Feeling a draft in Celtics' logic
But even so, I can't help but voice my frustration after watching Thursday night's draft. I swore I wasn't going to get sucked in this time, but my lingering joy at the team's Finals performance left me hungering for one last bit of an NBA fix before calling it a season.
General manager Danny Ainge warned everyone going in that the Celtics weren't likely to get any immediate help from their 30th overall pick, the very last of the first round. This meant that they would likely draft a project-type player, someone with long-term upside whom they could banish to the D-League (or worse, Europe) for a couple of years and hopefully get some return on down the road.
As the draft got underway and a few teams ahead of Boston officially threw things out of whack with total head-scratcher picks (hello, Sacramento), a few potential blue chips began to fall. Some were understandable (Darrell Arthur and his suspect kidneys, for example), while others were chalked up to the old "they must know something we don't" logic. Either way, the 30th pick was looking more and more valuable as the first round wrapped up, and I fell into the inevitable trap of targeting one guy and hoping, no praying, that he would fall all the way into the Celtics' lap.
That guy was DeAndre Jordan, the freshman center from Texas A&M. Jordan - already measuring seven feet at age 19, and packing a ton of muscle onto his 260-pound frame - was arguably the most exciting physical specimen in the draft, and the absolute definition of an intriguing project. His skills, footwork and basketball IQ are all about as raw as they come, meaning that even a prolonged development period at a sub-NBA level won't guarantee that he'll fulfill the seemingly limitless potential that he brings to the table.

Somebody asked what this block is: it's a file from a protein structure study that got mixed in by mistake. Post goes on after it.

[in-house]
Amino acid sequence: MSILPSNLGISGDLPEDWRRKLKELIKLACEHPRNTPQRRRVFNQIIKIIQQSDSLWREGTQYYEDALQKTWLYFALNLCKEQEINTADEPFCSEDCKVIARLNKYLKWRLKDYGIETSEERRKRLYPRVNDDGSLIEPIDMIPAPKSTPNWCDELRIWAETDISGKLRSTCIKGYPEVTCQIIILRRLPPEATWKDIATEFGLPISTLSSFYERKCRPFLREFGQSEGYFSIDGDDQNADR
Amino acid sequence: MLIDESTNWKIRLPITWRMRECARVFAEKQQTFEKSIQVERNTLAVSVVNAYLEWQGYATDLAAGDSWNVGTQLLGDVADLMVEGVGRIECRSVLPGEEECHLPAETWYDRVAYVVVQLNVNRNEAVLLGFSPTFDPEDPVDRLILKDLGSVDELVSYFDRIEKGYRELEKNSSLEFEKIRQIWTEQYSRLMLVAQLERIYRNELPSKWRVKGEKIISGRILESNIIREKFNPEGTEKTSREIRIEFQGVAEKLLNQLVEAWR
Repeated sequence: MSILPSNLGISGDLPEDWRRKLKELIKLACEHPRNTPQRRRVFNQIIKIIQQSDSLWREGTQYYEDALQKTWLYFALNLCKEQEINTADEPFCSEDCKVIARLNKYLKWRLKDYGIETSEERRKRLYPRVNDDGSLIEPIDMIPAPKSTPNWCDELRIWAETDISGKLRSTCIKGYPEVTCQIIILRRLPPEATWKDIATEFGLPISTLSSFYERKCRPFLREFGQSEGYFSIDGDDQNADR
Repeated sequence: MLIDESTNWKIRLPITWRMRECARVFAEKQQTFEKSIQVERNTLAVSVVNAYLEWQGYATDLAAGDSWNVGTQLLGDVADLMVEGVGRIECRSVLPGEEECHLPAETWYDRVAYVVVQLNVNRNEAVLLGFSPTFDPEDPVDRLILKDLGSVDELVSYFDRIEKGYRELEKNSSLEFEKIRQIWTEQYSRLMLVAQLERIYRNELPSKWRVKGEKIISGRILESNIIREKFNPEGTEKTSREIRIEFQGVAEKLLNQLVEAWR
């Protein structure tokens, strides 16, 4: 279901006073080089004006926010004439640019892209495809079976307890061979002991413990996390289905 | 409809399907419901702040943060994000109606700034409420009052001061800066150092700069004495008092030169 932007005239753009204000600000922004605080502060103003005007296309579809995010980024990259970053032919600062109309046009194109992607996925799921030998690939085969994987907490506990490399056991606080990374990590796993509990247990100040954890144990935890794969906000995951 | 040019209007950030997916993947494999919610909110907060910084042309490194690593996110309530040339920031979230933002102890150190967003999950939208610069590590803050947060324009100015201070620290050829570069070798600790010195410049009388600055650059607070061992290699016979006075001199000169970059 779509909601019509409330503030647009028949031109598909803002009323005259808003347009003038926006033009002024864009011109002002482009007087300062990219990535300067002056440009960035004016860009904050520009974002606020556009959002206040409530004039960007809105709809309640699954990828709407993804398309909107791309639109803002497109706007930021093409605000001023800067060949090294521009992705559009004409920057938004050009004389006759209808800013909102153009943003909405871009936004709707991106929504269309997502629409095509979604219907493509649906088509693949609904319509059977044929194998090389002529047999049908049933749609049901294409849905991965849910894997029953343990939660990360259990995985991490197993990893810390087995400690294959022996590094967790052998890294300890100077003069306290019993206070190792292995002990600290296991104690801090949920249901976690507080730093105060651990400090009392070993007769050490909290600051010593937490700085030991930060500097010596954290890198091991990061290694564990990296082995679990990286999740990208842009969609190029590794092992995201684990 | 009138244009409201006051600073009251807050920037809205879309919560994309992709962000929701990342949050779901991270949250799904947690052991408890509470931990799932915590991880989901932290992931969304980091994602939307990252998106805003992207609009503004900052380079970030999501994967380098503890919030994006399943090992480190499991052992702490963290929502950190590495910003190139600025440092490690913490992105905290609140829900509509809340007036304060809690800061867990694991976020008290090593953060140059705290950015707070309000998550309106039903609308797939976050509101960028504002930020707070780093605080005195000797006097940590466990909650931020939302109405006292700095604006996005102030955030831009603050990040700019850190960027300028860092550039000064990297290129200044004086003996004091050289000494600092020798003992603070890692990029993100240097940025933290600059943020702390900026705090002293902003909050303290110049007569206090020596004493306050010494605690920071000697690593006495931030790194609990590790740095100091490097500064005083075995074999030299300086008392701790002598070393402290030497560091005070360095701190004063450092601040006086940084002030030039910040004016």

But isn't that exactly what the Celtics were looking for?
Apparently not, as Ainge and company passed on Jordan at No. 30 and instead selected New Mexico shooting guard J.R. Giddens, who is equally famous for getting stabbed in a bar fight and writing his ticket out of the Kansas Jayhawks' program as he is for leading the Lobos in both scoring and rebounding as a senior. Giddens swears that his rocky past is behind him, and the Celtics think he will "fight for minutes right away because of his defense," according to a Boston Globe quote from head coach Doc Rivers.
Say what? What happened to "no immediate help?" Was that just a smokescreen by a paranoid management team that had worked out Giddens on Wednesday and grown just a tad obsessed with the former MacDonald's All-American?
I sure hope not, because the reality is that Boston could likely have landed Giddens in the second round, either at No. 47 (a pick they ended up buying, in the form of Kansas State forward Bill Walker, from the Wizards) or even, conceivably, at No. 60. With projected studs Arthur and Chris Douglas-Roberts of Memphis tumbling as far as they did, it is not far-fetched to think that a player with as much baggage as Giddens' might not have been drafted at all.
Which would have freed the C's up to take a chance on Jordan, who looks to be every ounce the equal, at least in terms of physicality, of the Lakers' supposed messiah Andrew Bynum. It was nice to daydream about a future when the two storied franchises' middle monsters would lock horns in an NBA version of a grainy Japanese stop-motion horror film. Instead, we'll have to pin our hopes on a former Jayhawk whose most notorious early-career moment came on the wrong end of a knife blade.
But then again, we did have pretty good luck with that type of guy once before.
Adam White is Sports Editor of the Banner. He can be reached at firstname.lastname@example.org.
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